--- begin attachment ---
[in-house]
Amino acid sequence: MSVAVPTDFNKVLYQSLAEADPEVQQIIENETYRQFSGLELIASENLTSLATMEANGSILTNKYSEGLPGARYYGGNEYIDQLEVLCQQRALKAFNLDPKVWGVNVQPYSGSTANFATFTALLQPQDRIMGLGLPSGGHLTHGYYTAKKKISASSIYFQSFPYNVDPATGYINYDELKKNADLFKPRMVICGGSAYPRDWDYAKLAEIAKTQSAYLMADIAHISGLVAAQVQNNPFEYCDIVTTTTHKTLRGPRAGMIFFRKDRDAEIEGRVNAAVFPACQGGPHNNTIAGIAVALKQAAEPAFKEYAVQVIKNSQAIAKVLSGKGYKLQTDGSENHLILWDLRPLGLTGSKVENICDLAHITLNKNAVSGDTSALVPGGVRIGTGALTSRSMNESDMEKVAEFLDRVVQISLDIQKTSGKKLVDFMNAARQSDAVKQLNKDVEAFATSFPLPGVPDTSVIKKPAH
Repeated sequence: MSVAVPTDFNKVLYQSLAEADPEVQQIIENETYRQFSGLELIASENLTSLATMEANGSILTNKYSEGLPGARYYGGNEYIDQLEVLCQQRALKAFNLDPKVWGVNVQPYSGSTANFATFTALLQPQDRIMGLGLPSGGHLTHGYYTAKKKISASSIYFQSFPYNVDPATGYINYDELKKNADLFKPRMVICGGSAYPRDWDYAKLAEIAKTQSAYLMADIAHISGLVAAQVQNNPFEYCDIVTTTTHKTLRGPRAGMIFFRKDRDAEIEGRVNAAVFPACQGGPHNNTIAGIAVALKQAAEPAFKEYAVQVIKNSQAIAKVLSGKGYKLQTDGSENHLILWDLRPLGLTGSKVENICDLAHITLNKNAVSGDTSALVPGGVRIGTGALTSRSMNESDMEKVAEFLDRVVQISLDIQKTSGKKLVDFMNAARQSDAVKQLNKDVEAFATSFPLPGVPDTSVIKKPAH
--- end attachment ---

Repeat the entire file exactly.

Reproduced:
[in-house]
Amino acid sequence: MSVAVPTDFNKVLYQSLAEADPEVQQIIENETYRQFSGLELIASENLTSLATMEANGSILTNKYSEGLPGARYYGGNEYIDQLEVLCQQRALKAFNLDPKVWGVNVQPYSGSTANFATFTALLQPQDRIMGLGLPSGGHLTHGYYTAKKKISASSIYFQSFPYNVDPATGYINYDELKKNADLFKPRMVICGGSAYPRDWDYAKLAEIAKTQSAYLMADIAHISGLVAAQVQNNPFEYCDIVTTTTHKTLRGPRAGMIFFRKDRDAEIEGRVNAAVFPACQGGPHNNTIAGIAVALKQAAEPAFKEYAVQVIKNSQAIAKVLSGKGYKLQTDGSENHLILWDLRPLGLTGSKVENICDLAHITLNKNAVSGDTSALVPGGVRIGTGALTSRSMNESDMEKVAEFLDRVVQISLDIQKTSGKKLVDFMNAARQSDAVKQLNKDVEAFATSFPLPGVPDTSVIKKPAH
Repeated sequence: MSVAVPTDFNKVLYQSLAEADPEVQQIIENETYRQFSGLELIASENLTSLATMEANGSILTNKYSEGLPGARYYGGNEYIDQLEVLCQQRALKAFNLDPKVWGVNVQPYSGSTANFATFTALLQPQDRIMGLGLPSGGHLTHGYYTAKKKISASSIYFQSFPYNVDPATGYINYDELKKNADLFKPRMVICGGSAYPRDWDYAKLAEIAKTQSAYLMADIAHISGLVAAQVQNNPFEYCDIVTTTTHKTLRGPRAGMIFFRKDRDAEIEGRVNAAVFPACQGGPHNNTIAGIAVALKQAAEPAFKEYAVQVIKNSQAIAKVLSGKGYKLQTDGSENHLILWDLRPLGLTGSKVENICDLAHITLNKNAVSGDTSALVPGGVRIGTGALTSRSMNESDMEKVAEFLDRVVQISLDIQKTSGKKLVDFMNAARQSDAVKQLNKDVEAFATSFPLPGVPDTSVIKKPAH